Wednesday, April 13, 2016

Review of "Hairs vs. Squares"

This is a baseball book that I had been eagerly anticipating since I had noticed that it was listed in the University of Nebraska Press catalog.  When it came in the mail, I couldn't tear it out of the box fast enough.  Then when I started reading, it wasn't going as well as I liked - but in the end, it was as good as I had hoped.  Here is my review of "Hairs vs. Squares."

“Hairs Vs. Squares: The Mustache Gang, the Big Red Machine and the Tumultuous Summer of ‘72” by Ed Gruver

Baseball, history, Athletics, Reds, Pirates, Tigers

Publish date:
May 1, 2016

408 pages

4 of 5 stars (very good)

1972 was a year filled with many newsworthy events in sports, politics, culture and music. The baseball season that year mirrored the rest of the world with its unusual course. From the first player’s strike that wiped out the first two weeks of the season to an exciting postseason that was capped off by the closest World Series in history, the 1972 baseball season is captured in this book by Ed Gruver

The best analogy for the book is that reading this book is like watching a ball game that looks like it will be a good one because of the starting pitchers, it starts out to not live up to expectations, but gets better in the late innings, capped off by a great finish.

When I saw this book offered for review, the subject really excited me as this was the start of the dynasty of one of the best teams outside of New York in baseball history.  This was the year that the Oakland Athletics won the second of their five consecutive division titles and first of three consecutive World Series.

After a great opening chapter, the writing in the book felt choppy and hard to follow. For example, when the author was writing about the strike that delayed the start of the 1972 season, the topics jumped all over the place. At one point, there was more talk about the near-walkout by the Pittsburgh Pirates in 1946 than there was about the 1972 strike issues. Still, I kept reading as the research was good (although there was one notable error about Dick Allen and the Phillies) and there was still a lot of material to cover.  

As the season wore on, the baseball and the reading got better. Gruver’s account of that year’s all-star game was excellent. The excerpts from the broadcast of the game added to his text.  This was something Gruver did regularly throughout the book – a nice touch. Of course, most of the material covered the teams that ended up winning their respective divisions – Oakland, Detroit, Cincinnati and Pittsburgh.  However, unlike many other books on baseball seasons that I have read, Gruver covered notable achievements by players on other teams that did not win the divisions. He mentions Nolan Ryan’s strikeouts for the Angels, Rod Carew winning the batting title without hitting a home run for the Twins, Steve Carlton winning 27 games for a last-place Phillies team, and even the Montreal Expos giving their fans some excitement when Bill Stoneman threw a no-hitter.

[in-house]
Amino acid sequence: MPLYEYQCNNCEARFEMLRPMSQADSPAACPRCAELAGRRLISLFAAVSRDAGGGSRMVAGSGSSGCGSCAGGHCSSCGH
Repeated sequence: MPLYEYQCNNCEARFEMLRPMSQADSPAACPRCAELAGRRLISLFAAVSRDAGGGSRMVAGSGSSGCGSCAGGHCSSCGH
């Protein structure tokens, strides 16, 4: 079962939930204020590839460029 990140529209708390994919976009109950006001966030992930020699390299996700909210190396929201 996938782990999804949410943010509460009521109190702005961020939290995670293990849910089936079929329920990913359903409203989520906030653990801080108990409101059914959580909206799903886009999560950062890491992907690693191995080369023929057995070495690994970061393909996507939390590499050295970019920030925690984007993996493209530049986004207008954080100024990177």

But the best writing of the book and best baseball of 1972 was the postseason. Both of the League Championship Series had great games and Gruver covered those in good detail, including the bat throwing incident of game two between the Athletics and Tigers. This part of the book and the season is capped off by a thrilling seven game World Series between the Athletics and Reds. That series featured six games decided by one run, including game seven. The stories of these games were just as exciting to read about 44 years later as they were to watch as an 11-year-old kid on TV that fall.  If there was any doubt about this book’s quality, that chapter alone made it worth the time to read. If a reader enjoys books that recap a season, this one on the 1972 season is one that comes recommended to add to the library.

I wish to thank the University of Nebraska Press for providing a copy of the book in exchange for an honest review.

Book Format Read:

Buying links (pre-order at time of posting):

No comments:

Post a Comment